By Chris Daigle
Hereto forth, I humbly place my bid in for the Astrodome. I offer only memories as capital, but I have enough to fill the place to the Mezzanine and the Dome Dog counter.
The Astrodome has had its critics, even before it was built in the 1960’s. Nobody thought you should, or could, play sports indoors. But when it was finished, the Astrodome became a destination, and has been called, “The Eighth Wonder of the World,” alongside the Statue Of Liberty, the Eiffel Tower and the Pyramids Of Egypt.
Its uniqueness has always been more than architectural; it was a cultural shift. The Dome’s odd combination of daring design, and the fact that someone actually succeeded in its construction, made it the perfect symbol of all that is best about Houston.
I had a Wonder in my own city! Those who said it couldn’t be done suddenly became silent inside this air conditioned palace, sans mosquitos, and it was suddenly fit for boxing, the Houston Livestock Show & Rodeo, the Rolling Stones, Elvis Presley and A.J. Foyt. Performing without suffering got to be pretty big news!
My personal bid for the Dome is written on those $3.50 tickets I bought at Foley’s to see things like motorcycle daredevil Evel Knievel risk his life jumping over 14 cars and the “Battle Of The Sexes” tennis match between Billie Jean King and Bobby Riggs. We were extras in the filming of Brewster McCloud for a week, and got to be there on the 50 yard line to see Earl Campbell play the best “Luv Ya Blue” Oilers game, making Monday Night Football history in 1978.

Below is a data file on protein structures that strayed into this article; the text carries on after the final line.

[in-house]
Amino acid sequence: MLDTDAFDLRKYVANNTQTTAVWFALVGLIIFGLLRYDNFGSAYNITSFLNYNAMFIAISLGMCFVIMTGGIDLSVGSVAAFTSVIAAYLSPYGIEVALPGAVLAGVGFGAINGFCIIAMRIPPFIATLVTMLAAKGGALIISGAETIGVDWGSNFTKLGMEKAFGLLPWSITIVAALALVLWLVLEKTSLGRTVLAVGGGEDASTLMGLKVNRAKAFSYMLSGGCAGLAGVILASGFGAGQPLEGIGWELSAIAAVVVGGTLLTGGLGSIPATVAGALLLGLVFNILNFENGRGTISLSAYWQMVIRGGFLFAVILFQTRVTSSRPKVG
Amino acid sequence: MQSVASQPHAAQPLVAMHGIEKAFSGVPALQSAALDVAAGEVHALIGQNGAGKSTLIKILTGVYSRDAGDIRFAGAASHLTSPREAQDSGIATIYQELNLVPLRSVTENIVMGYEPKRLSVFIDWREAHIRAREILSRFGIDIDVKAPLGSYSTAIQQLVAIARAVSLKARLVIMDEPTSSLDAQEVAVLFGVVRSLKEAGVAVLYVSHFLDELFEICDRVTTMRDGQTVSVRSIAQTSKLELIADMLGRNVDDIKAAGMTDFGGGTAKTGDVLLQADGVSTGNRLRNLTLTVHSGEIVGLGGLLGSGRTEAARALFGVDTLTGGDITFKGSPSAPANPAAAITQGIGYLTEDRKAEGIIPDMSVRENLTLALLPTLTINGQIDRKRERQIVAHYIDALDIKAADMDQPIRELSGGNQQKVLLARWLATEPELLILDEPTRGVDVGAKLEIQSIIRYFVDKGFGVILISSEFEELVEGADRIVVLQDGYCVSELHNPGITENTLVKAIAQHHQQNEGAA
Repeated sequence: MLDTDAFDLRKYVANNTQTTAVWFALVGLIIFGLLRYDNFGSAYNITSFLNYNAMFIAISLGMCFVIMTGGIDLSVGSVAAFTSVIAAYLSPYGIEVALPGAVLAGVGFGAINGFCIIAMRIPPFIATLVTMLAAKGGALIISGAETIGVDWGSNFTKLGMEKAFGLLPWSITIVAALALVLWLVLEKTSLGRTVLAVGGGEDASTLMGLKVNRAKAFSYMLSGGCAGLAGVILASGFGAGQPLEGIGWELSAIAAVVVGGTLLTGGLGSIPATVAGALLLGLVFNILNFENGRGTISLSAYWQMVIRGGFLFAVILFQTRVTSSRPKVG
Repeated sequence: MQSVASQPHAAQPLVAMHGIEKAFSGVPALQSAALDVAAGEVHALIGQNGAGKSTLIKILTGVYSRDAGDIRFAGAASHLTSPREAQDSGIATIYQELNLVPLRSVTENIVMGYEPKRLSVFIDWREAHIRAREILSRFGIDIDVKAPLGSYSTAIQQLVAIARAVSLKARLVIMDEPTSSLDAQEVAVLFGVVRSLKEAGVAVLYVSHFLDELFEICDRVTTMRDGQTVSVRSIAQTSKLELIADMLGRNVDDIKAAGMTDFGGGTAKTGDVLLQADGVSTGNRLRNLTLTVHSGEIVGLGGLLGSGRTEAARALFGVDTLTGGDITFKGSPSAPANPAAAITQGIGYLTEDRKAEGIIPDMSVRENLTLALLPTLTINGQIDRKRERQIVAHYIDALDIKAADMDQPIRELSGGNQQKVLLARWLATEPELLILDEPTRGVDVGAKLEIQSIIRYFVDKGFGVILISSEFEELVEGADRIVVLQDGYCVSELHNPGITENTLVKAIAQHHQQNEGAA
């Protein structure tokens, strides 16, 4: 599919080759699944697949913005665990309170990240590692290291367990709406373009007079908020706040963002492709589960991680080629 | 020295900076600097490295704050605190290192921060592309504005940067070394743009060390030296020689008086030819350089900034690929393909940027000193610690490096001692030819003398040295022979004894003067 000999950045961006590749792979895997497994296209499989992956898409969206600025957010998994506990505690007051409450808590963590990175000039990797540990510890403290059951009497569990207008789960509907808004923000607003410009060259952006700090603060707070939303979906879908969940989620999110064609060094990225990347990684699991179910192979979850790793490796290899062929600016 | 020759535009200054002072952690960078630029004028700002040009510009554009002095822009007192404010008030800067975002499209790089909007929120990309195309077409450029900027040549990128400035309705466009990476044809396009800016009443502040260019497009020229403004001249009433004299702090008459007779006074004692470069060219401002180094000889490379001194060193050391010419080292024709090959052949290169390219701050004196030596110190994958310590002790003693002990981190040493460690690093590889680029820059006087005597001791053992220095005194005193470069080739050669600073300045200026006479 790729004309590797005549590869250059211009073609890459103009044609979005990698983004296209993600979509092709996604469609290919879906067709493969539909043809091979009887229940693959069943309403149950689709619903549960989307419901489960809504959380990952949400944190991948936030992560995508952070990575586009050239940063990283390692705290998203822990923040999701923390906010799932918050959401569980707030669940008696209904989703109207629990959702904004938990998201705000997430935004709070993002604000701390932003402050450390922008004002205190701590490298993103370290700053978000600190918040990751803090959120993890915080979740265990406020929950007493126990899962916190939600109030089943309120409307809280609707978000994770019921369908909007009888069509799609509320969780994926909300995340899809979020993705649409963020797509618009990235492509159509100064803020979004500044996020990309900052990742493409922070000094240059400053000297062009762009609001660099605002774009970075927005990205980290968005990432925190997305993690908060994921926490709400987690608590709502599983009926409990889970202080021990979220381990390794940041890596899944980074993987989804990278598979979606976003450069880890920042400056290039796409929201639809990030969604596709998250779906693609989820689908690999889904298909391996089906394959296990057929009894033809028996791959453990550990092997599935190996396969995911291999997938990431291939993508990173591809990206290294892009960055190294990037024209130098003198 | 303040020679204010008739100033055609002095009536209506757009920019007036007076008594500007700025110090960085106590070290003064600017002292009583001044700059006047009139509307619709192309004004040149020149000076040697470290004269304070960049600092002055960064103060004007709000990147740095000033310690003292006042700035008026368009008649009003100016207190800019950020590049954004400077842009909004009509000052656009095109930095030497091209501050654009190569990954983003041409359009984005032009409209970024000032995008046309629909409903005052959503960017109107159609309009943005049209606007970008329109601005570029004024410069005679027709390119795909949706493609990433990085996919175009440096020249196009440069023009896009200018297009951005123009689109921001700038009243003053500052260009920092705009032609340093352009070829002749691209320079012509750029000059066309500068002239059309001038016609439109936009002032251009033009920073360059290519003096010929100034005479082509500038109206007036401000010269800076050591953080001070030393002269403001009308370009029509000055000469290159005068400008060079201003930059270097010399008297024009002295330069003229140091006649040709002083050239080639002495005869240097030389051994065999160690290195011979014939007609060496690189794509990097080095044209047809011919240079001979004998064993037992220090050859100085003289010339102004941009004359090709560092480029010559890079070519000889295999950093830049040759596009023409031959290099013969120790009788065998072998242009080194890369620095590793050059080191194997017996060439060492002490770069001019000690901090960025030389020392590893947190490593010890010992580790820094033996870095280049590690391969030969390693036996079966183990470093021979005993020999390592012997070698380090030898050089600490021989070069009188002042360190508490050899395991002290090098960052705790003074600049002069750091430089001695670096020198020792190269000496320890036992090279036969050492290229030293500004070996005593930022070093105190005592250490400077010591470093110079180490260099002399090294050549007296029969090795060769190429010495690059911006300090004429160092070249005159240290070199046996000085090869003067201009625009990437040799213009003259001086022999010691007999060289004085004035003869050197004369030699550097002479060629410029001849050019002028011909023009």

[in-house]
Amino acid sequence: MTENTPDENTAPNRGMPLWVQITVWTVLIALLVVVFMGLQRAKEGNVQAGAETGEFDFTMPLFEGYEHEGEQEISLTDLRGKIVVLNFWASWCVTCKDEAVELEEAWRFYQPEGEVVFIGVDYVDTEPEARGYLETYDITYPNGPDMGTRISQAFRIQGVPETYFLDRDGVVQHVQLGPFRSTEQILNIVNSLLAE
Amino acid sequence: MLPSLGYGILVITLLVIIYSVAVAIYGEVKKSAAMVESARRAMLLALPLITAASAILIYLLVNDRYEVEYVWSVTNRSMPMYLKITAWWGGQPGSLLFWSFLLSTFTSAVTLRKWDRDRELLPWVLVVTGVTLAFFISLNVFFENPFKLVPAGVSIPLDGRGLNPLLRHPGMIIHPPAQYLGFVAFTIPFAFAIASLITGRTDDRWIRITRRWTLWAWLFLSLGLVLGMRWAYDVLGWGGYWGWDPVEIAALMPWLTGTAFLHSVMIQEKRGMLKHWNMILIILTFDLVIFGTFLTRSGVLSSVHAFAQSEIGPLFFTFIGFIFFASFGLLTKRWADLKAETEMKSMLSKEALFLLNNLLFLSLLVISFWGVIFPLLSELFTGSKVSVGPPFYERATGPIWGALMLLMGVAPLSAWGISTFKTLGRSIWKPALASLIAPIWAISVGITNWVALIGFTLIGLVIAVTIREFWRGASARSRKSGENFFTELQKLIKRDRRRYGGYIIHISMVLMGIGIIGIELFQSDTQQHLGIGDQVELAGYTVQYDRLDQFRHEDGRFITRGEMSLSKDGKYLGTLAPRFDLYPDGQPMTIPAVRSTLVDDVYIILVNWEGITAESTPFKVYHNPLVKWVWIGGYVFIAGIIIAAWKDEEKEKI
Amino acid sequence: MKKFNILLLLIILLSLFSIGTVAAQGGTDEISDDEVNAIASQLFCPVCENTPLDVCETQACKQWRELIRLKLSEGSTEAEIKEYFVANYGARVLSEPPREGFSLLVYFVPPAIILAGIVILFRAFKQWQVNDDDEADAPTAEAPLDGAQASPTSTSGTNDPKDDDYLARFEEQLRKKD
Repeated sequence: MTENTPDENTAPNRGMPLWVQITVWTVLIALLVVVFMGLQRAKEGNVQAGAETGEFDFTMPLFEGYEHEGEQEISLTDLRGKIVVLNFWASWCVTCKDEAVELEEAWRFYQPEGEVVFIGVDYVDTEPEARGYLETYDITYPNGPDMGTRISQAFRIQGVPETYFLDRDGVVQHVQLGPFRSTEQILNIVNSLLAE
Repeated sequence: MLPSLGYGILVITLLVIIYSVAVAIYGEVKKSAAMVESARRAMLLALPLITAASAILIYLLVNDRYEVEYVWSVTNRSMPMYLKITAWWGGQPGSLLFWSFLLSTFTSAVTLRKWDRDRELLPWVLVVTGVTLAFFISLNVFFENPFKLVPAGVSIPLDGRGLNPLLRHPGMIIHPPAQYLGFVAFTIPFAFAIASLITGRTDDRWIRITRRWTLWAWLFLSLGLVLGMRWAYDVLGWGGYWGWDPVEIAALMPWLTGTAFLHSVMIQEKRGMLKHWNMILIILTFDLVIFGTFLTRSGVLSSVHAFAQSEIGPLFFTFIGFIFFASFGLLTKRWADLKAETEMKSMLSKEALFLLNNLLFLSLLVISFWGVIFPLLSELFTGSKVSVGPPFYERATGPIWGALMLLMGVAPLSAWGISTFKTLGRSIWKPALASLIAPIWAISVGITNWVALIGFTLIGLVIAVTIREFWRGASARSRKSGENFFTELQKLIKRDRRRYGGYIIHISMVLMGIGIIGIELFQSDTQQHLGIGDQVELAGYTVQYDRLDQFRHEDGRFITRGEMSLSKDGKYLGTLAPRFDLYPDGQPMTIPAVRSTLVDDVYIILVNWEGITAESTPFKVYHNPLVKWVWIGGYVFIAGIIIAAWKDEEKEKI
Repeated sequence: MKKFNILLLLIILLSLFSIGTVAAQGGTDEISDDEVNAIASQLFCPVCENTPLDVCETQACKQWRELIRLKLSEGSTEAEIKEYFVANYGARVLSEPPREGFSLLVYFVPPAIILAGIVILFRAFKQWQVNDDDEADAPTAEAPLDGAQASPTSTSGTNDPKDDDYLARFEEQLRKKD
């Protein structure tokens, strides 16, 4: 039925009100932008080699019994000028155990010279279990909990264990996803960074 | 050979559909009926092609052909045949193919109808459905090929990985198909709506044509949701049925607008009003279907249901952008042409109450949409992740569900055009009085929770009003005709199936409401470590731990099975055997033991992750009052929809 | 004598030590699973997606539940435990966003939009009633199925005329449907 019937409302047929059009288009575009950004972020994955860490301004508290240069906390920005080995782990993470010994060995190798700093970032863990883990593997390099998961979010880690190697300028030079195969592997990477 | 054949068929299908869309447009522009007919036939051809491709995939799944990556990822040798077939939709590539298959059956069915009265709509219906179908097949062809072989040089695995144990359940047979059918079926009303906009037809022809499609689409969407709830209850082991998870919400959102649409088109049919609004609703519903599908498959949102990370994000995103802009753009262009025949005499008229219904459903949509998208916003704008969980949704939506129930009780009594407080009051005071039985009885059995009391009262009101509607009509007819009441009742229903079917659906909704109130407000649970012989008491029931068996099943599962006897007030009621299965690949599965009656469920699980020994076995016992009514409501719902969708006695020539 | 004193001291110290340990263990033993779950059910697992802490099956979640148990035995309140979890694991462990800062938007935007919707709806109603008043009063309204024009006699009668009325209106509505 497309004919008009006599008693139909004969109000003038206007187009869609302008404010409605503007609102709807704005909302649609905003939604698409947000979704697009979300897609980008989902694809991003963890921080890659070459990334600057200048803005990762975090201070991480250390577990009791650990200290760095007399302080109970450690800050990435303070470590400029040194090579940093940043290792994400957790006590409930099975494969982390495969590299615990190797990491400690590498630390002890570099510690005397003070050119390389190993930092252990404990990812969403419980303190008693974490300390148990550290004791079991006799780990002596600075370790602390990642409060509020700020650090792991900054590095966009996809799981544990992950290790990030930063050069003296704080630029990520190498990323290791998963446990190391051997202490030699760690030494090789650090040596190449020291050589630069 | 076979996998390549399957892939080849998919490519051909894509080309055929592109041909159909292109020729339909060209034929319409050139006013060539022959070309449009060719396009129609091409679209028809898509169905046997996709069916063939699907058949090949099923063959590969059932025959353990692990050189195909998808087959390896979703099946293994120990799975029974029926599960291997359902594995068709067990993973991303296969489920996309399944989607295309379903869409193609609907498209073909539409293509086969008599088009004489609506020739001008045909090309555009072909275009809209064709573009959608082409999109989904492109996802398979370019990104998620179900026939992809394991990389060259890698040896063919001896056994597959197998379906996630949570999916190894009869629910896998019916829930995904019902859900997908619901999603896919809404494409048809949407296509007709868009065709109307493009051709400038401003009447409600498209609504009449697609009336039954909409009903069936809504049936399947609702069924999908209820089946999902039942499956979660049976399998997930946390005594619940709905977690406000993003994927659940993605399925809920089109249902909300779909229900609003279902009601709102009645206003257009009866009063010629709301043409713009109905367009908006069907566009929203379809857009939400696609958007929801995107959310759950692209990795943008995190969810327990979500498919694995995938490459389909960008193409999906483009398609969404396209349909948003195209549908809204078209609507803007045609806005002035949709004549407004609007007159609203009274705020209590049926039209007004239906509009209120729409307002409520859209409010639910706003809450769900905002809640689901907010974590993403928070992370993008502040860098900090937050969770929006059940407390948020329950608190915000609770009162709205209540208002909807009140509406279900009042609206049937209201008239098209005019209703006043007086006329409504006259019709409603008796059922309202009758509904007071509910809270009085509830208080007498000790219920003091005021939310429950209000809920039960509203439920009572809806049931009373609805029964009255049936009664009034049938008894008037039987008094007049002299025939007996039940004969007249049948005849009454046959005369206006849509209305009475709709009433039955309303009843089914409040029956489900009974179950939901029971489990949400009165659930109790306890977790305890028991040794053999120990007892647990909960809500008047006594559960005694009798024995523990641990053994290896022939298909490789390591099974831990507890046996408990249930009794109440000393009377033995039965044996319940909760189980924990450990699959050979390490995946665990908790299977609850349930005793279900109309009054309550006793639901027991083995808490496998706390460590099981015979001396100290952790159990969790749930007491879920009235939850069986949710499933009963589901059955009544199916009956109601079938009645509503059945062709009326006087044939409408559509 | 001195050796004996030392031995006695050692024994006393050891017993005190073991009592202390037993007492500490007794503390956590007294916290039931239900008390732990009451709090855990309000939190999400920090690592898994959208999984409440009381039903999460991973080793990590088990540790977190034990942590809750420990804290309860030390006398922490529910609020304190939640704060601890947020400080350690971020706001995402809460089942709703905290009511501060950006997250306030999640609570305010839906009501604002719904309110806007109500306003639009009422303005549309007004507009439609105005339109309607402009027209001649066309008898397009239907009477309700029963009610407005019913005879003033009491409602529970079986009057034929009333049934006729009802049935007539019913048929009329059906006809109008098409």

We didn’t just watch the events; we were all part of history being made. If I knew then what I know now, I would’ve kept more programs. My 11 year-old self, and hundreds of thousands just like me, could look up every weekend and silently say, “If they can do this, I can achieve my dreams, too.” And we did – some with more success than others. The Astrodome, to quote the Miranda Lambert song, was, “The House That Built Me.”
The Roman Coliseum didn’t have the fumes of a demolition derby or provide a chance to shake hands with the greatest names in sports and music to add to our memories. The Dome was our Coliseum, our Statue Of Liberty, our Parthenon. The rusty beams are still coated with the sounds of Bum Phillips declaring, “And next year we will kick the damn door in!”
There was never a Super Bowl at the Astrodome, but we watched our teams come close to championships here so many times. Roy Hofheinz would be proud to see the Astros finally cross the finish line in the World Series this year, 55 years after he created them in 1962.
I am not bidding to make the Astrodome a hotel, or a sound stage, or a garden park, or an open air framework. But if my, “Bid of Memories,” succeeds, the Dome will remain a grand symbol of Houston’s “Can-Do” spirit. We owe it to a new generation to show them how it was done!
This place wasn’t named after a corporation; it was named for an idea that put a “cowboy city” on the map, and for the people with guts enough to make it happen. My down payment on the Dome will be the kids who are not even born yet, but who will eventually look up at our Wonder and say silently, “They did this…I can achieve my dreams, too!”
Chris Daigle is a contributing editor to The Grapevine Source. He is a Houston historian, specializing in Astrodome history. To contact Chris, email firstname.lastname@example.org.